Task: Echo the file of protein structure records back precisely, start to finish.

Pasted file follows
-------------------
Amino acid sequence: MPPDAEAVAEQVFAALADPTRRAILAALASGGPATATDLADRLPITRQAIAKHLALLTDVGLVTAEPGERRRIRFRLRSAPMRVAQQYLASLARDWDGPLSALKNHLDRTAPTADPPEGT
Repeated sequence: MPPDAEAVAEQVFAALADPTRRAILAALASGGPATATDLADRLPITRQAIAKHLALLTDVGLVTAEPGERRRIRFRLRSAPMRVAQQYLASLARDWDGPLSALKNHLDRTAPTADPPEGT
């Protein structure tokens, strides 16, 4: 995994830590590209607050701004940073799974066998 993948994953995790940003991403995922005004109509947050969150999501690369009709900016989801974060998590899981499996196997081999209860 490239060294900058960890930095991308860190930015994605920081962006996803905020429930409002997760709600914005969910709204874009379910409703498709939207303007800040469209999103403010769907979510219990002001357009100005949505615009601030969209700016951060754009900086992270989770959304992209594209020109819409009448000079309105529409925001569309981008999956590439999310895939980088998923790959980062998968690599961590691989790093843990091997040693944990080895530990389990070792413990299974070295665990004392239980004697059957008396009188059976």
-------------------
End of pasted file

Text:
Amino acid sequence: MPPDAEAVAEQVFAALADPTRRAILAALASGGPATATDLADRLPITRQAIAKHLALLTDVGLVTAEPGERRRIRFRLRSAPMRVAQQYLASLARDWDGPLSALKNHLDRTAPTADPPEGT
Repeated sequence: MPPDAEAVAEQVFAALADPTRRAILAALASGGPATATDLADRLPITRQAIAKHLALLTDVGLVTAEPGERRRIRFRLRSAPMRVAQQYLASLARDWDGPLSALKNHLDRTAPTADPPEGT
């Protein structure tokens, strides 16, 4: 995994830590590209607050701004940073799974066998 993948994953995790940003991403995922005004109509947050969150999501690369009709900016989801974060998590899981499996196997081999209860 490239060294900058960890930095991308860190930015994605920081962006996803905020429930409002997760709600914005969910709204874009379910409703498709939207303007800040469209999103403010769907979510219990002001357009100005949505615009601030969209700016951060754009900086992270989770959304992209594209020109819409009448000079309105529409925001569309981008999956590439999310895939980088998923790959980062998968690599961590691989790093843990091997040693944990080895530990389990070792413990299974070295665990004392239980004697059957008396009188059976």